William Dyce (1806-1864)
Welsh landscape with two women knitting, oil on board, 1860.
The seated woman is very like one of the subjects of a photograph by Francis Bedford of the 1860s. (255, and 1252 WELSH GROUP – The Spinning wheel). She is wearing a man’s hat; a cap with frills down the sides of her cheeks; a brown, short-tailed bedgown with collar; a plain blue skirt, and large fawn apron and a pair of wooden-soled clogs.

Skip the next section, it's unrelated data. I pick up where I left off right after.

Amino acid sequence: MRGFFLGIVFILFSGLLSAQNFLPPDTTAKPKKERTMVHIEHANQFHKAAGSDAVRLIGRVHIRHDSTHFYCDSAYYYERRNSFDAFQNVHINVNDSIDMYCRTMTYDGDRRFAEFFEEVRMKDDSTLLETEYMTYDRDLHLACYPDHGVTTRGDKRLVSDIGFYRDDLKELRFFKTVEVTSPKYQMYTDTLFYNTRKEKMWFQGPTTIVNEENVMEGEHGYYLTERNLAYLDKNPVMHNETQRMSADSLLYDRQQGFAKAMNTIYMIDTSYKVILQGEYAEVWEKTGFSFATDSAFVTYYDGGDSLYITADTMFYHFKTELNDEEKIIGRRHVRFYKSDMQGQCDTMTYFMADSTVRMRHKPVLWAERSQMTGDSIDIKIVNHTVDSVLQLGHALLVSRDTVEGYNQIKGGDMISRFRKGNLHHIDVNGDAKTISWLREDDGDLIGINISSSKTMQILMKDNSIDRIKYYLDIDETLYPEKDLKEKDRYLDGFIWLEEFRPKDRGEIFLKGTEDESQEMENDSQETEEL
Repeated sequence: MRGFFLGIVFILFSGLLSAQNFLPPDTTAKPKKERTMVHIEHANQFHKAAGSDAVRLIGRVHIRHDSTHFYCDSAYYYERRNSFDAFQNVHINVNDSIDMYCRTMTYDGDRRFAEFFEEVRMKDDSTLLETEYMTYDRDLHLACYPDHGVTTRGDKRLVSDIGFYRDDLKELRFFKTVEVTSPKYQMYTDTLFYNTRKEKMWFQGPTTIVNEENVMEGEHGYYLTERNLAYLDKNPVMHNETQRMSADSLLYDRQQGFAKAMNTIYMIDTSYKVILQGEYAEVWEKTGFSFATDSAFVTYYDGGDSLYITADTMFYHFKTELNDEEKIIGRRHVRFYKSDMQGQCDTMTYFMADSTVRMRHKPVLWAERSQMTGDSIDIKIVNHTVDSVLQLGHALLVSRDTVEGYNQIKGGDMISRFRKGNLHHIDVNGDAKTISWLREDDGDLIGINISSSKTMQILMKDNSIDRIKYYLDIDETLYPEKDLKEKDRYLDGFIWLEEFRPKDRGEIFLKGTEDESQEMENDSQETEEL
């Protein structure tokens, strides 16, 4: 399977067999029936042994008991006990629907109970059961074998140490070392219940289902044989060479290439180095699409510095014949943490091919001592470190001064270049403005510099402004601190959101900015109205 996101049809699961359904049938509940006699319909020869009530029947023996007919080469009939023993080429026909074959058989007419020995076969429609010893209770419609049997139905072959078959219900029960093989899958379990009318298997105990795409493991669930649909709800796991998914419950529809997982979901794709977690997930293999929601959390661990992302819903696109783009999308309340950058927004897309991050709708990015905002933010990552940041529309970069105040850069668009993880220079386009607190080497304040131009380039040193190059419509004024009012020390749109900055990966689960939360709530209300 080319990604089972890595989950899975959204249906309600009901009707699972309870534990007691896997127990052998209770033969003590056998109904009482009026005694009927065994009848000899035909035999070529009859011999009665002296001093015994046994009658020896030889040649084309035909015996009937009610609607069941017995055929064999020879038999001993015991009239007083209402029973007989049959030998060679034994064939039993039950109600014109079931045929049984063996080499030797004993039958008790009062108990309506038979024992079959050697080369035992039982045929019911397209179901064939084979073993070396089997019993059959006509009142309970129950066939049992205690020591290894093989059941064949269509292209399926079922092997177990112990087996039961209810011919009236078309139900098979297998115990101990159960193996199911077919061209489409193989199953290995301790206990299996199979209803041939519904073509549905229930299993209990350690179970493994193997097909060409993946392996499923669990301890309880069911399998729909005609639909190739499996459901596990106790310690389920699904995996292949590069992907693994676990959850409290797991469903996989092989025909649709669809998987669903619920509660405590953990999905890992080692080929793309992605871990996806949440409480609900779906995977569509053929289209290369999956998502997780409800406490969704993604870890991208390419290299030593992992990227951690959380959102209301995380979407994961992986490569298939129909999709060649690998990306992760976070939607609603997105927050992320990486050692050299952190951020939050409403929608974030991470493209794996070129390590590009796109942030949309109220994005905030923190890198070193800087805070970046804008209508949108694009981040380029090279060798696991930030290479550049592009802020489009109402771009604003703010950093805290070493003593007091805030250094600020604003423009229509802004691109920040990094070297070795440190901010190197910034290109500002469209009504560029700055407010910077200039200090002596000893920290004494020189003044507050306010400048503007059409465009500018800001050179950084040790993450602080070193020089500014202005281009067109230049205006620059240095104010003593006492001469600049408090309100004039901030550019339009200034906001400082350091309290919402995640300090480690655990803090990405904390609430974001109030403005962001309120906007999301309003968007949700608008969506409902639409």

The younger woman is wearing a tall conical Welsh hat, of the type commonly found in south Wales; a large plain-red shawl; a light-grey apron; a red skirt with horizontal bands along the bottom and clogs.
The bedgown of the seated woman is typical of north-west Wales, and the shawl and hat of the standing woman is more typical of south Wales, but it hides the gown or bedgown that she might be wearing. This illustrates the point that several tourists noted that older older women at this period, wore small hats and younger ones wore the tall hat.